Often overlooked by most investors, Closed End Funds offer attractive returns and a unique wrapper of capital preservation. Joshua Duitz, Gregg Abella, and Ken Nuttall come together to discuss the outlook for dividends, the potential impact of trade tariffs and how the conversation about Closed End Funds can improve.
Sarah: Welcome to Asset TV, I am Sarah Makuta. Often overlooked by most investors, Closed End Funds offer attractive returns and a unique wrapper of capital preservation. Today I am joined by a panel of experts to discuss the outlook for dividends, the potential impact of trade tariffs and how the conversation about Closed End Funds can improve. Welcome to the Closed End Fund Masterclass. Gentlemen, thank you so much for being here today. Alright, well, let’s kick it off with what exactly is a Closed End Fund? Let’s start; I’ll start on this end of the table.
Gregg Abella: Closed End Funds actually have their origin going back to Europe, at least a 100, if not 200 years ago, Aberdeen actually was among the first companies to launch them to invest in the emerging markets, which at that time was the United States. So they are funds that are … the shares are issued once, they go public at a strike price. The assets that are in it are the asset that stay in it. It trades like a stock during the course of the day. But if you redeem your shares it’s to somebody else who is buying them as opposed to an Open End Fund where if you redeem your shares the money actually comes out of an Open End Fund at the end of the day.
Sarah: Excellent. Josh, did you want to add to that?
Joshua Duitz: I do. So, as Gregg mentioned, there’s a fixed number of shares in the Closed End Fund as opposed to an Open End Fund. And one of the things that differentiates the two, between an Open and Closed End Fund is that when the markets are going up and investors start putting money into that Open End Fund, you’re forced as a Portfolio Manager to actually buy more shares. And reverse, when the markets are going down you’re actually forced to sell shares if there’s redemptions, being there’s a fixed pool of capital in the Closed End Fund, you actually are not forced to make any decisions that you might not make otherwise.
Sarah: Excellent. Let’s talk about the different types of Closed End Funds. What’s the difference between a perpetual and a term Closed end Fund?
Ken Nuttall: So, most of the funds out there are perpetual, meaning that there’s no termination type date. But in recent years there have been ones have been developed that come up with the termination date. And the reason for that is that a lot of times these Closed End Funds trade with either discounts or premiums. And that term is really kind of there to kind of close that bridge of the discount or the premium to get it.
Sarah: Okay, excellent. Let’s talk about the current landscape in the Closed End Fund space, give us a little perspective here.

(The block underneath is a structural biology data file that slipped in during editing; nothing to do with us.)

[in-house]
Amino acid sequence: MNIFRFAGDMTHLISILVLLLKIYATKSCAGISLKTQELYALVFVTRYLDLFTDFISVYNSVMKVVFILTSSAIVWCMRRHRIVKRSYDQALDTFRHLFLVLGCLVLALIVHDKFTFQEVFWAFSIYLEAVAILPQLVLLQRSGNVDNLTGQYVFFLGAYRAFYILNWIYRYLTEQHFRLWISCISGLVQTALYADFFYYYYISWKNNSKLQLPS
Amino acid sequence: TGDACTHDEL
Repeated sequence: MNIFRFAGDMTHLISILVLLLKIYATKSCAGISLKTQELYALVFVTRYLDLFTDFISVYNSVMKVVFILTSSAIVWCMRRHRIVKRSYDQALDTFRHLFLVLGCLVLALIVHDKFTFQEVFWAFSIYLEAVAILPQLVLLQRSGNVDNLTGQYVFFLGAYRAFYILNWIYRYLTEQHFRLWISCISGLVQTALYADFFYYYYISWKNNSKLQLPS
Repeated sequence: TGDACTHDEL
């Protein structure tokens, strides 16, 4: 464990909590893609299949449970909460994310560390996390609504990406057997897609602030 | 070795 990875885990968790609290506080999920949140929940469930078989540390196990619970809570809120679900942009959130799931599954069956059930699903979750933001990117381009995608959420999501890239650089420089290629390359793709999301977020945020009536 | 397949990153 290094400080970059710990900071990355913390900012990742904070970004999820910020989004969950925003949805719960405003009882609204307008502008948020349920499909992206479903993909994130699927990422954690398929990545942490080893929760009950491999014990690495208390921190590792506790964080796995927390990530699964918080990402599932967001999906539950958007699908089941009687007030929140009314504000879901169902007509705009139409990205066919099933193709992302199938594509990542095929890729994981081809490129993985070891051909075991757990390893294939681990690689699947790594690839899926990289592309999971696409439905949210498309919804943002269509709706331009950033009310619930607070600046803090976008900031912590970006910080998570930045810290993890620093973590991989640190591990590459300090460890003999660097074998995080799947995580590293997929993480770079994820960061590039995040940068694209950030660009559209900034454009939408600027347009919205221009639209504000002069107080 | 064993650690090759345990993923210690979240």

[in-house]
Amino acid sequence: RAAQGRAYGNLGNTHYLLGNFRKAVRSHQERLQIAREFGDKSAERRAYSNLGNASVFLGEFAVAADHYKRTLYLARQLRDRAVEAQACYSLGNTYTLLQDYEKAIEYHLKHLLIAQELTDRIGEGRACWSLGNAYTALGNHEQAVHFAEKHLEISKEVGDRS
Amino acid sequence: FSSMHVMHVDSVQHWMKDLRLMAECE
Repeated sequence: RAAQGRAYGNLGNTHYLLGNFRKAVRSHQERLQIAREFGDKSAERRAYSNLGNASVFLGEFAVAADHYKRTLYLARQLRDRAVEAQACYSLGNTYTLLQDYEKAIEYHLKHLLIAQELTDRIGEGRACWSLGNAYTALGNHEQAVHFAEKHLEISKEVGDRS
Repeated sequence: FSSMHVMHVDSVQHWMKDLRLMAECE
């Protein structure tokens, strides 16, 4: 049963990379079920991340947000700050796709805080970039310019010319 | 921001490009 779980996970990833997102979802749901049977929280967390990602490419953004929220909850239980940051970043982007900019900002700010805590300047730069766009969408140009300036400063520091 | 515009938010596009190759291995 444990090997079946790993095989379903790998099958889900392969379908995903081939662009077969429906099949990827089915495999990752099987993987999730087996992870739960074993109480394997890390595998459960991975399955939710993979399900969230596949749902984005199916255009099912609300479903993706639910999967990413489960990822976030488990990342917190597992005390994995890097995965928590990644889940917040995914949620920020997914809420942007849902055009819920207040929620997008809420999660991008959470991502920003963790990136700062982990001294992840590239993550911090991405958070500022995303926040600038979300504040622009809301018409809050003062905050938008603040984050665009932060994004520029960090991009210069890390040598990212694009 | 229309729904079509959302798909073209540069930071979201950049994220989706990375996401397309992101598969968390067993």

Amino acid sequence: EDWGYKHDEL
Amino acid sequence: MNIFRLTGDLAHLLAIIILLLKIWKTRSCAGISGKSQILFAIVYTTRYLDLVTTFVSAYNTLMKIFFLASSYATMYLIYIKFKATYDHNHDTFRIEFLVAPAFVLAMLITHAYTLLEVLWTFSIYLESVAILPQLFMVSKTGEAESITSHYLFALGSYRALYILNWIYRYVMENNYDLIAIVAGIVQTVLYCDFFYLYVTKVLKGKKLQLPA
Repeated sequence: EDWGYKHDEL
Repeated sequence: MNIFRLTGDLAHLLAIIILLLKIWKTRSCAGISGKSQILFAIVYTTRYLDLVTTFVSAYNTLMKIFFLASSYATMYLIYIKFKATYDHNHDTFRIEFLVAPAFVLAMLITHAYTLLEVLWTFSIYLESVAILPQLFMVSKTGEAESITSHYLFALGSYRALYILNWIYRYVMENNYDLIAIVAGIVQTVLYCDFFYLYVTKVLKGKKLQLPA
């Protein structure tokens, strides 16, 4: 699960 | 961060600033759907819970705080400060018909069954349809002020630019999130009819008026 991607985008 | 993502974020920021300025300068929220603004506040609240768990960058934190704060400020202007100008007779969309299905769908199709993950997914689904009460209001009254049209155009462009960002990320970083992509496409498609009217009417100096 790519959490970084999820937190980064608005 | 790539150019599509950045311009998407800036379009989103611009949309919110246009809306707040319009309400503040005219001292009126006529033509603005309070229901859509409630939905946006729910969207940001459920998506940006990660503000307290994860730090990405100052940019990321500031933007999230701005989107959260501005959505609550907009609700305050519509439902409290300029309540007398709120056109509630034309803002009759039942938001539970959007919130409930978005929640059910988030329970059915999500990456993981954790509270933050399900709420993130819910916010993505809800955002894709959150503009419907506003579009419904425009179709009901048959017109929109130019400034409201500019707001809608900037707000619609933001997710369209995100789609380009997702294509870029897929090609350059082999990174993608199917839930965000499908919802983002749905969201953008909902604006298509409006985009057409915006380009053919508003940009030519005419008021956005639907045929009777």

Gregg Abella: Well, Closed End Funds manage roughly $300 billion worth of total assets; I think that figure is about right. And if you put that in the context of assets under management in investment companies, the ETF space has grown from when they had about the same amount of assets in 2005 to north of $3 trillion in ETFs, so 10 times more assets in a short amount of time. And in the Open End space globally there’s about $40 trillion in Open End mutual funds, about half of which is in the Americas.
Sarah: Excellent. What you described about being in the ETF space and what does this all mean really for investors?
Gregg Abella: It can mean a number of things. I think that investors have made choices as to which type of product, and advisors too, have made choices as to what types of products they want to buy on their own behalf or on behalf of their clients. And you have to wonder, and I don’t necessarily believe this but you have to wonder in the scheme of things is a Closed End Fund anachronistic or are there opportunities because of its size relative to the rest of the investment management universe? I personally believe it’s a combination of both. And we’ll talk about, you know, some opportunities I think that exist in Closed End Funds.
Sarah: Definitely. Josh, what are some of the tailwinds and headwinds for this market?
Joshua Duitz: So the market in general, so on certainly the tailwinds, we’ll start with the United States. And we actually are seeing great growth of earnings in the second quarter, it was about 27%. And part of that is tax, obviously tax cut. One of the other things that we notice is that revenues were actually up 11% in the second quarter. So we are still seeing some synchronized global growth and there are some pockets where we’re actually seeing that just slow down a little bit, so there are. And if you look at productivity, that’s higher, retail sales are good. So there are good economic numbers and the leading indicators certain in the US are still good. On the headwind side, well, we all know about tariffs, what’s going on. And tariffs, global trade is so important, and that’s led to the synchronized growth. So if we actually see tariffs being put in place, it’s going to be a huge problem I think, long term. Short term, I don’t think it’s really there yet. So hopefully we do have a compromise, so that’s one. Just going back to the tailwinds, certainly central banks are still very friendly. But we are starting to see The Fed raise interest rates and that could happen globally. I think one of the headwinds for me long term is just the amount of debt that governments have on their balance sheets, that scares me, when we look in the US we’ve gone from 10 to 20 trillion dollars. We’re now, you know, one times GDP, so that scares me. And that’s happening globally, in Europe and Japan. So there are a lot of puts and takes to it on the market. And certainly as a manager we try to understand the risks and then make our investment decisions by understanding all the risks out there. We’re not trying to predict the risks, but really trying to pick companies that could perform.